RhodoDOONdrons.

Rhododendron threat raised in Dáil” is a brief but piquant news story well summed up in the first sentence: “Independent TD Michael Healy-Rae has claimed that the spread of rhododendron in Killarney National Park is so bad that the army may have to be called in to sort it out.” I bring it here solely for the accompanying video clip, less than half a minute long, which presents, as Trevor, who sent it to me (thanks, Trevor!), says, “a reminder of what a strong Kerry accent sounds like.” It’s truly a thing of wonder; as I said in response, I love the way he says the word rhododendrons.

Comments

  1. Favorite segment – when he talks about how much is needed to put Killarney Park in ardor.

    One can only imagine.

  2. Do I hear a retroflex d? [ɑːɖɞ˞]

  3. David Marjanović says:

    Nothing is retroflex in the whole clip, including r itself, which is an alveolar trill. The order at the very end is [äːrdə̆r].

  4. Yes, I hear it now. Bias from hearing too much Swedish, I guess.

  5. Jim (another one) says:

    I’m looking around for the Irish word for rhododendron and not finding one.

    Fuchsias have become invasive in southern Ireland too. At least there’s a word/expression for fuchsia. God help them if anyone lets a geranium loose.

  6. So is the MP’s choice of stressed vowel here idiosyncratic or dialectal?

  7. ə de vivre says:

    I first read the headline as Rhododendron threat raised in Dalí, and thought that this was from some kind of surrealist news agency.

  8. We desperately need a surrealist news agency in these parlous times.

  9. J.W. Brewer says:

    Many might consider the work of the official news agency of the North Korean regime to have surrealist elements. Here’s a non-NK website devoted to gathering its output for easy reference: https://kcnawatch.co/

  10. ə de vivre says:

    Don’t believe that surrealist fake news. The rhododendron level in Dalí has in fact been downgraded from ‘tintinnabulary’ to the historically low level of ‘lumpy’.

  11. The Healy-Raes are caricatures of the backwoods clientelist politician; Michael only recently had the nerve to start wearing his trademark flat cap in the Dáil chamber. The accent is part of the package.

    “is the MP’s choice of stressed vowel here idiosyncratic or dialectal?” — I don’t recall hearing “rhododundron”* before, so I would guess it’s idiosyncratic. The Kerry accent has the pin-pen merger (“whin it comes to a national park”) so it may be a hypercorrection of “rhododindron”.

    *I think the vowel is STRUT rather than FOOT, in which case “rhododoondron” is inaccurate.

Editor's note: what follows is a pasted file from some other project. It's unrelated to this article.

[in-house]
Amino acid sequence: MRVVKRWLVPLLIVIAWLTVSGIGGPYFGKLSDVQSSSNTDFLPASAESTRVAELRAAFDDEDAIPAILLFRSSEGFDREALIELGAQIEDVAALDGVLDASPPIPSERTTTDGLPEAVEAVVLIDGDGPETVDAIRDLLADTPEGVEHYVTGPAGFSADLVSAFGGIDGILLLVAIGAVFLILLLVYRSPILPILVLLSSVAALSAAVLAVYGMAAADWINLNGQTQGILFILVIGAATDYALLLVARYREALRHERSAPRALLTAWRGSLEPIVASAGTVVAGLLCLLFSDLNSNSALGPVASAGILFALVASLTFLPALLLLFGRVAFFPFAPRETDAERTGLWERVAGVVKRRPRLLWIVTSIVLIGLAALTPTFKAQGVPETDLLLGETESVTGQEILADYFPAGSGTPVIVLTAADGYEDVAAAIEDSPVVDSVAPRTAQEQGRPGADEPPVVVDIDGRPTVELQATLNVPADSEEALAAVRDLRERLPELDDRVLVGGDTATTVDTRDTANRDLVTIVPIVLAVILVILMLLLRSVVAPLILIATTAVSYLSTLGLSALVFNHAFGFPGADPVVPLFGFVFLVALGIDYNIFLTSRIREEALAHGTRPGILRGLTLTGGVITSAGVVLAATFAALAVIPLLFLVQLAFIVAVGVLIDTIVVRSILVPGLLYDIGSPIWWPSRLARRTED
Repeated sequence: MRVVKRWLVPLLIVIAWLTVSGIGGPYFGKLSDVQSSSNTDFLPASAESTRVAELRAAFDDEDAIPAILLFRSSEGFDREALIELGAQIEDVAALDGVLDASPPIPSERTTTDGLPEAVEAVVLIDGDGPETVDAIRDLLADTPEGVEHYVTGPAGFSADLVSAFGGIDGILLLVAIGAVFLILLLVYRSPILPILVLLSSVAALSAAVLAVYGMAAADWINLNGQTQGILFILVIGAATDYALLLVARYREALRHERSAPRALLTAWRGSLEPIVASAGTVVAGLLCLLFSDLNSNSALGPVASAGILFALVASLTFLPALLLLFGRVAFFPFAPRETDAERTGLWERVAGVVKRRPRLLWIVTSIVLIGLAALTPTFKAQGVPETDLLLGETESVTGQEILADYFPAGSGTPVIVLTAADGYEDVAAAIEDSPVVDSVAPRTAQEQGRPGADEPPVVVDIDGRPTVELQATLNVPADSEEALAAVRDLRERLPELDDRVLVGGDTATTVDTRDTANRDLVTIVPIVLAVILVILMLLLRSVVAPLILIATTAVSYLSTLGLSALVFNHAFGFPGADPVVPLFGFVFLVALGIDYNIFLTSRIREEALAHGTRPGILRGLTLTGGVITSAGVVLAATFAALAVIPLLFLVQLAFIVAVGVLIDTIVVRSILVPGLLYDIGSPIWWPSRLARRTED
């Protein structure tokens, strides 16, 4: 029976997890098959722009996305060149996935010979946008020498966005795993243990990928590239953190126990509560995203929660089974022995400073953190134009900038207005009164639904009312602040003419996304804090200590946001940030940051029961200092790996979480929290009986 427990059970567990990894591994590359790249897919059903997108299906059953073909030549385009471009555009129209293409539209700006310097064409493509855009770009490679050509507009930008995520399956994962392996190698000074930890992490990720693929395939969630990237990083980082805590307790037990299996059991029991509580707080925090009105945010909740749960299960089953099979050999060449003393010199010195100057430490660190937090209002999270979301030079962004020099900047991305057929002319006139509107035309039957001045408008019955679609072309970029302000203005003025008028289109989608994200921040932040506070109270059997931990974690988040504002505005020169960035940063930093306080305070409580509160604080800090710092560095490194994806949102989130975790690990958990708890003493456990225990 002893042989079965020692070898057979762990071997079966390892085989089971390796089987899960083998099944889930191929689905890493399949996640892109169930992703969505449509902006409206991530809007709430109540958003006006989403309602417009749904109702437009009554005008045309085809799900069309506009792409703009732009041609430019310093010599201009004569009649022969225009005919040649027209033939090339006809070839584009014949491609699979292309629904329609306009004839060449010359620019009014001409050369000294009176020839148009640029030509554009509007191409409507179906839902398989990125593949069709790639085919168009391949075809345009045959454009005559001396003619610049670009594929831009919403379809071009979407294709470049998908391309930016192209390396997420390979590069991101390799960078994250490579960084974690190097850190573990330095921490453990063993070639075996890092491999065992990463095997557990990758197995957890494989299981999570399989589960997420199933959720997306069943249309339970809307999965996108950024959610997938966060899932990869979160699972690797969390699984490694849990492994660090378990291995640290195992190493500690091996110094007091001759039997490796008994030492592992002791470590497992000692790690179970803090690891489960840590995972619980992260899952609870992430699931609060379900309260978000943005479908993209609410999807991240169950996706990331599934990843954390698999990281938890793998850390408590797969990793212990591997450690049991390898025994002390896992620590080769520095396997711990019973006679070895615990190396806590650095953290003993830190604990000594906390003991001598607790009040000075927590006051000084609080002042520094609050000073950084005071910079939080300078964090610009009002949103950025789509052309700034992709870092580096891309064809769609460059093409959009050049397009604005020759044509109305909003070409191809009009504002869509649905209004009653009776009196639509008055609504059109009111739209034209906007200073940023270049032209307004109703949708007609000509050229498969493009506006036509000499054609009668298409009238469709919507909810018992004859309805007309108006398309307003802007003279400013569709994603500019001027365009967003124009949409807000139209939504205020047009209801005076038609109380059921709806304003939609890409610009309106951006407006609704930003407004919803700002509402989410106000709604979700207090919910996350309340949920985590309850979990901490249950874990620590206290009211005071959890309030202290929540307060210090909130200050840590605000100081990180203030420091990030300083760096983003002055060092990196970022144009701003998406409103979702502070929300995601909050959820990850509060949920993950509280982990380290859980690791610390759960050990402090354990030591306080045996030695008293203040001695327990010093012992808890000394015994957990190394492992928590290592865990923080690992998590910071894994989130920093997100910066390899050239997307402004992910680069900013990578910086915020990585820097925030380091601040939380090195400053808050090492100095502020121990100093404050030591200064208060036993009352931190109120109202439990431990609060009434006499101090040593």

12. David Marjanović says:

    I hear a loud and clear [ʊ]. If that’s STRUT rather than FOOT, then what does FOOT sound like?

  13. I hear it as even closer to [u]; I’m amazed it could be considered STRUT.

  14. In the same clip are the following STRUT words for comparison: “comes” 0:02, “nothing” 0:19, “much” 0:26. Some Irish accents merge STRUT and FOOT; perhaps he does in some contexts? The full debate is available on video here, starting at 3h45m, with (frustratingly non-verbatim) transcript here. For GOOSE there are “beautiful” and “tourism” at 3:47:00-06. For FOOT there is “a good politician” at 3:47:26.

  15. David Marjanović says:

    This all sounds like in northern England, where the distribution is simply different: the FOOT-STRUT split is absent, and good (with [uː]) hasn’t participated in the irregular shift from GOOSE to FOOT(/STRUT).

  16. According to De Bhaldraithe the Irish word for rhododendron is ródaidéandran.

  17. @DM: I think it’s only -ook words that have non-standard /uː/ in the North.

  18. David Marjanović says:

    Possible.

  19. Ксёнѕ Фаўст says:

    There’s an interesting map on Wikipedia showing the various realizations of the STRUT vowel in British English dialects. What amazes me is the realization as [ɪ] in Devon/Cornwall. Is it real? Do these varieties merge ‘sun’ and ‘sin’ or has the vowel in the latter shifted to something else?

  20. The New English-Irish Dictionary provides two Irish words for rhododendron: róslabhras (= ‘rose laurel’) and ródaideandrón; there are audio files for the latter from each of the three main dialect regions.

  21. FWIW Twitter’s reaction to Healy-Rae broke rhododundron 3 to rhododoondron 0

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